I am not saying that Blockchain is no good. It seems to be an essential underlying component in the complicated world of trusting relationships. It can form the basis on which almost every aspect of life from communication, to finance, to law and to production can be distributed, potentially creating a fairer and more equitable world.
YouTube Video, The four pillars of a decentralized society | Johann Gevers | TEDxZug, TEDx Talks, July 2014, 16:12 minutes
Also, many organisations are working hard to try and validate what politicians and others say in public. These are worthy organisations and deserve our support. Here are just a couple:
Full Fact is an independent charity that, for example, checks the facts behind what politicians and other say on TV programmes like BBC Question Time. See: https://fullfact.org. You can donate to the charity at: https://fullfact.org/donate/
More or Less is a BBC Radio programme (over 300 episodes) that checks behind purported facts of all sorts (from political claims to ‘facts’ that we all take for granted without questioning them). http://www.bbc.co.uk/programmes/p00msxfl/episodes/player
However, even if ‘the facts’ can be reasonably established, there are two perspectives that undermine what may seem like a definitive answer to the question of trust. These are the perspectives of constructivism and intent.
Constructivism, intent, and the question of trust
From a constructivist perspective it is impossible to put a definitive meaning on any data. Meaning will always be an interpretation. You only need to look at what happens in a court of law to understand this. Whatever the evidence, however robust it is, it is always possible to argue that it can be interpreted in a different way. There is always another ‘take’ on it. The prosecution and the defence may present an entirely different interpretation of much the same evidence. As Tony Benn once said, ‘one man’s terrorist is another man’s freedom fighter’. It all depends on the perspective you take. Even a financial transaction can be read a different ways. While it’s existence may not be in dispute, it may be claimed that it took place as a result of coercion or error rather than freely entered into. The meaning of the data is not an attribute of the data itself. It is at least, in part, at attribute of the perceiver.
Furthermore, whatever is recorded in the data, it is impossible to be sure of the intent of the parties. Intent is subjective. It is sealed in the minds of the actors and inevitably has to be taken on trust. I may transfer the ownership of something to you knowing that it will harm you (for example a house or a car that, unknown to you, is unsafe or has unsustainable running costs). On the face of it the act may look benevolent whereas, in fact, the intent is to do harm (or vice versa).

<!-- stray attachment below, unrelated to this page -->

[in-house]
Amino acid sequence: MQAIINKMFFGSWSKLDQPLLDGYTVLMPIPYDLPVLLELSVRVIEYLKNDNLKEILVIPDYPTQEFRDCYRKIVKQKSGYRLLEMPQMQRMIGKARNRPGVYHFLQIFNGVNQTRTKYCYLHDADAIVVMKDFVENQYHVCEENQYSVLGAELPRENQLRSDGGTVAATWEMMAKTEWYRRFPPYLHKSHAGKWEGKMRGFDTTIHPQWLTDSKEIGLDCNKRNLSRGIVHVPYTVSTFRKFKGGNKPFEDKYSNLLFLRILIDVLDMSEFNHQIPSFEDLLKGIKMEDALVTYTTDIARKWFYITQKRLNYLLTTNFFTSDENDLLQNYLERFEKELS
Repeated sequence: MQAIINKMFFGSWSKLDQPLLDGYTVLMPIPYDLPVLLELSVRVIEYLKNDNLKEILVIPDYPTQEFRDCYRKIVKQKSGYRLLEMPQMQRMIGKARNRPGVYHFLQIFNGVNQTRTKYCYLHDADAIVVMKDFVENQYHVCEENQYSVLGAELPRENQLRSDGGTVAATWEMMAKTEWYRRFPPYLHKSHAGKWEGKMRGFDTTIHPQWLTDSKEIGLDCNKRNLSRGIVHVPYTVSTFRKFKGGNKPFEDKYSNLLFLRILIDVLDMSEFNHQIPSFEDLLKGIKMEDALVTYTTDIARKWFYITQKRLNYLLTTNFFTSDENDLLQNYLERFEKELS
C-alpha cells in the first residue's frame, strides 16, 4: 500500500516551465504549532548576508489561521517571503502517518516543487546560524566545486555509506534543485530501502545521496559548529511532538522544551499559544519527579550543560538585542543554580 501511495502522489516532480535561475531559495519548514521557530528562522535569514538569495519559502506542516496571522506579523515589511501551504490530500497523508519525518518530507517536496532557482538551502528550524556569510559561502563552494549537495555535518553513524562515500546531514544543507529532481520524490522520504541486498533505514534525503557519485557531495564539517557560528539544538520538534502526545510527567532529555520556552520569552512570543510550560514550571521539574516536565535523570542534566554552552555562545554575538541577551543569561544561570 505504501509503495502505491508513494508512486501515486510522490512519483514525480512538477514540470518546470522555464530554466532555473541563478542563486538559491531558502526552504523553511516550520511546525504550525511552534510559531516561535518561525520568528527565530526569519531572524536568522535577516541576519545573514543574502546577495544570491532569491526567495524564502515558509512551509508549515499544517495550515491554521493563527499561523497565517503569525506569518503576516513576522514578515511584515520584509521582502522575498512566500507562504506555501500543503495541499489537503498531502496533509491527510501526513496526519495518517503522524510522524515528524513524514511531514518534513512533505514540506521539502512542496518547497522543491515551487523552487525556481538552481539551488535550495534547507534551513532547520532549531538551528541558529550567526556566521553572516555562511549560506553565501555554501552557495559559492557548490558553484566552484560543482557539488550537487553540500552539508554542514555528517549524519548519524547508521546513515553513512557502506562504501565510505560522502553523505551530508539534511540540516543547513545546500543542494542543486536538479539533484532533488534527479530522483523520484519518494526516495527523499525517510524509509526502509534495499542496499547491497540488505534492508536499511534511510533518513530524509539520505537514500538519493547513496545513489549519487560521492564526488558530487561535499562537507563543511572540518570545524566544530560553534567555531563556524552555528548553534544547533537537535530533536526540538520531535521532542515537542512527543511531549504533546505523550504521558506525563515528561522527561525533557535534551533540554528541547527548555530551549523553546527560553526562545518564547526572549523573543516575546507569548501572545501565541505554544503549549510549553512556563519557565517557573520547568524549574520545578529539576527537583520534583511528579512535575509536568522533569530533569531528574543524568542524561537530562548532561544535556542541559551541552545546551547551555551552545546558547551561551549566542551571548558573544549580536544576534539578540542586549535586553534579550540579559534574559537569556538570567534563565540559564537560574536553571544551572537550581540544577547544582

Whilst for the most part we can take transactions at their face value, and it hardly makes sense to do anything else, the trust between the parties extends beyond the raw existence of the record of the transaction, and always will. This is not necessarily any different when an authority or intermediary is involved, although the presence of a third-party may have subtle effects on the nature of the trust between the parties.
Lastly, there is the pragmatic matter of adjudication and enforcement in the case of breaches to a contract. For instantaneous financial transactions there may be little possibility of breach in terms of delivery (i.e. the electronic payments are effected immediately and irrevocably). For other forms of contract though, the situation is not very different from non-Blockchain transactions. Although we may be able to put anything we like in a Blockchain contract – we could, for example, appoint a mutual friend as the adjudicator over a relationship contract, and empower family members to enforce it, we will still need the system of appeals and an enforcer of last resort.
I am not saying is that Blockchain is unnecessarily or unworkable, but I am saying that it is not the whole story and we need to maintain a healthy scepticism about everything. Nothing is certain.
Psychological experiments in Trust. Trust is more situational than we normally think. Whether we trust somebody often depends on situational cues such as appearance and mannerisms. Some cues are to do with how similar one persona feels to another. Cues can be used to ascribe moral intent to robots and other artificial agents.
YouTube Video, David DeSteno: “The Truth About Trust” | Talks at Google, Talks at Google, February 2014, 54:36 minutes
Trust is a dynamic process involving vulnerability and forgiveness and sometimes needs to be re-built.
YouTube Video, The Psychology of Trust | Anne Böckler-Raettig | TEDxFrankfurt, TEDx Talks, January 2017, 14:26 minutes
More than half the world lives in societies that document identity, financial transactions and asset ownership, but about 3 billion people do not have the advantages that the ability to prove identity and asset ownership confers. Blockchain and other distributed technologies can provide mechanisms that can directly service the documentation, reputational, transactional and contractual needs of everybody, without the intervention of nation states or other third parties.
YouTube Video, The future will be decentralized | Charles Hoskinson | TEDxBermuda, TEDx Talks, December 2014, 13:35 minutes